Going through my dad’s old writings, transcribing his poetry to be posted on his blog (coming soon!!), I found an edit of his and it really got to me.
Like, really affected me, like “a corkscrew to the heart.”
I’d never seen it before. Actually I probably had, but when Father was alive, so it didn’t throw me like it has now because it was his sentiment and his alone. Now that his emotions and experiences are in my care, I feel it all in my own way, like breathing in second-hand smoke and getting high off the fumes.
I found this heart-breaking, brutal, crushing, devastating, and so heavily steeped in truth I nearly drowned in it.
Not just any truth though; a unique kind of truth that can only be experienced and expressed by a romantic, hippie poet attempting to commit the torture of unrequited love to paper;
then discovering the poem years later, finding the pain of it still fresh on the page, still hurting the poet, again, despite the knowledge that he survived the pain and finds love again;
the confrontation of it, the shock of the memories of the love, woman, event, emotions, experience that were secreted away in an old notebook decades ago, the poet finds himself suddenly submerged in the heartbreak as if it broke yesterday;
deciding that (although the poem itself isn’t very good, isn’t a strong piece of art, doesn’t read well, has poor structure) the pain, the truth, the poem is important and should be included in his portfolio of poems;
attempting to edit the poem for publication, finding it too painful still, crossing out his declarative editorial note, deciding not to keep it, not to include it in his life’s work, not to face it again;
and yet, not destroying it, shredding, binning, or burning it. Closing the notebook and returning it to the dusty shelf.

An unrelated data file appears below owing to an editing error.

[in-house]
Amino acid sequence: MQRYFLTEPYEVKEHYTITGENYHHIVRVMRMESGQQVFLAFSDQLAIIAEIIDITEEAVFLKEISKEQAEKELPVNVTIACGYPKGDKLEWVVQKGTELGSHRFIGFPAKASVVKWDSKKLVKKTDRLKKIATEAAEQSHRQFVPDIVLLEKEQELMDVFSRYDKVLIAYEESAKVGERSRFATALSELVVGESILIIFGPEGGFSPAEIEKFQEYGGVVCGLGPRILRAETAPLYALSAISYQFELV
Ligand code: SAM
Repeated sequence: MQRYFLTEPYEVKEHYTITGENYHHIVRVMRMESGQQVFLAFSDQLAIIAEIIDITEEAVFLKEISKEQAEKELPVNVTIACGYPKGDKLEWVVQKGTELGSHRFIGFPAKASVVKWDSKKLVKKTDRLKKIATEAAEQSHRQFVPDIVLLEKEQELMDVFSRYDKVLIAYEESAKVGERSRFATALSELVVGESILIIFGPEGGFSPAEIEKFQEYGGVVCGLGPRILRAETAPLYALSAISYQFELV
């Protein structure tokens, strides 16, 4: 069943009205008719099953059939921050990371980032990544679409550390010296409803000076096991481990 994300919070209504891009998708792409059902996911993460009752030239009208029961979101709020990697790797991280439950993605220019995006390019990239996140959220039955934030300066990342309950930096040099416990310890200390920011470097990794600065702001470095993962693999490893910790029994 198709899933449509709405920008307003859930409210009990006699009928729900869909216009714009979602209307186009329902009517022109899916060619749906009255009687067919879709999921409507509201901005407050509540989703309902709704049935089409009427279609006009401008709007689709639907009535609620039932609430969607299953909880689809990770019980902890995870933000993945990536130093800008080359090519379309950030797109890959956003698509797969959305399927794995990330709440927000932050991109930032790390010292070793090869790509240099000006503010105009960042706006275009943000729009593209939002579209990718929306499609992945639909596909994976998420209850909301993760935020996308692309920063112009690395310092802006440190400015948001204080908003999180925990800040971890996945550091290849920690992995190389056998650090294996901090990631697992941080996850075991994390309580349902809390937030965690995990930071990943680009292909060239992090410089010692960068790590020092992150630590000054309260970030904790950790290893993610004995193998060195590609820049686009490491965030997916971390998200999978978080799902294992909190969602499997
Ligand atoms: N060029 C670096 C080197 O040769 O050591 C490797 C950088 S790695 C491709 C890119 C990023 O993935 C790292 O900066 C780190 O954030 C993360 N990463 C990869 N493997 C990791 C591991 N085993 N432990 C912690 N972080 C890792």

It just… threw me. Really. The pain of unrequited love. The turmoil. The grief. The words. The poem. The acceptance. The growth. The survival. The truth.
The burying, the moving on, the forgetting. The living and loving and experiencing more and more and more.
The urge to organise one’s life works into some sort of manuscript. The rediscovery. The reflection. The remembering. The words again. The pain again. The realness of it. The truth.
I feel it. I think anyone with a soul would. But as a poet, a lover, a sufferer, a depressive, a realist, a truth-teller, as my father’s daughter, I feel it all the stronger. Especially the capital R of Real – that really punched me in the gut.
The words on this page have jolted me back to life; after feeling numb and apathetic for weeks, I can finally feel again. And it’s A LOT.
I hope to channel these overwhelming philosophical and corporeal concepts of love and pain and suffering and grief into new writing. It’s inspired me when I felt brain-dead hence my posting it here: let me know in the comments if it “gets ” to you or inspires you or rattles you or delights you too.